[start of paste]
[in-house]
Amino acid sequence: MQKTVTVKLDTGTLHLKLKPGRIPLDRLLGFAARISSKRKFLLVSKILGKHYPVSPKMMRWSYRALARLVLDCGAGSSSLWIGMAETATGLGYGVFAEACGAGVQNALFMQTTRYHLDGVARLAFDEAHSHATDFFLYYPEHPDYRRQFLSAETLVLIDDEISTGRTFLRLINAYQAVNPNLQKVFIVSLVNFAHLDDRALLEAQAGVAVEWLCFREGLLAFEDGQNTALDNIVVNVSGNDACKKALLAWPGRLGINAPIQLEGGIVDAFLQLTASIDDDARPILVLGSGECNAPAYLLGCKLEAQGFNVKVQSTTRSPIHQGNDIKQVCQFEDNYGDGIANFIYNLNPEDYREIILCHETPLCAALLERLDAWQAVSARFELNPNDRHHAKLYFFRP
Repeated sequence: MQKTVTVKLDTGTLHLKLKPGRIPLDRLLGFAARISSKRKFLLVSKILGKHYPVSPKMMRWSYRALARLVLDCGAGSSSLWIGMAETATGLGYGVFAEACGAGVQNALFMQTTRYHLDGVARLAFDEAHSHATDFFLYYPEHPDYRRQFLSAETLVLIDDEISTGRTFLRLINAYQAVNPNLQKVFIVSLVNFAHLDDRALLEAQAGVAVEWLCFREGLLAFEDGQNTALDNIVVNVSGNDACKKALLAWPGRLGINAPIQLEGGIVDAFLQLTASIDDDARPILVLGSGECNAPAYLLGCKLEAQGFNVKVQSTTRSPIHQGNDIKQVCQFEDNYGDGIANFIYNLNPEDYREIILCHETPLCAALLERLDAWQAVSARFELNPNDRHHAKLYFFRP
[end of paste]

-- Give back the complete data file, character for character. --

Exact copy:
[in-house]
Amino acid sequence: MQKTVTVKLDTGTLHLKLKPGRIPLDRLLGFAARISSKRKFLLVSKILGKHYPVSPKMMRWSYRALARLVLDCGAGSSSLWIGMAETATGLGYGVFAEACGAGVQNALFMQTTRYHLDGVARLAFDEAHSHATDFFLYYPEHPDYRRQFLSAETLVLIDDEISTGRTFLRLINAYQAVNPNLQKVFIVSLVNFAHLDDRALLEAQAGVAVEWLCFREGLLAFEDGQNTALDNIVVNVSGNDACKKALLAWPGRLGINAPIQLEGGIVDAFLQLTASIDDDARPILVLGSGECNAPAYLLGCKLEAQGFNVKVQSTTRSPIHQGNDIKQVCQFEDNYGDGIANFIYNLNPEDYREIILCHETPLCAALLERLDAWQAVSARFELNPNDRHHAKLYFFRP
Repeated sequence: MQKTVTVKLDTGTLHLKLKPGRIPLDRLLGFAARISSKRKFLLVSKILGKHYPVSPKMMRWSYRALARLVLDCGAGSSSLWIGMAETATGLGYGVFAEACGAGVQNALFMQTTRYHLDGVARLAFDEAHSHATDFFLYYPEHPDYRRQFLSAETLVLIDDEISTGRTFLRLINAYQAVNPNLQKVFIVSLVNFAHLDDRALLEAQAGVAVEWLCFREGLLAFEDGQNTALDNIVVNVSGNDACKKALLAWPGRLGINAPIQLEGGIVDAFLQLTASIDDDARPILVLGSGECNAPAYLLGCKLEAQGFNVKVQSTTRSPIHQGNDIKQVCQFEDNYGDGIANFIYNLNPEDYREIILCHETPLCAALLERLDAWQAVSARFELNPNDRHHAKLYFFRP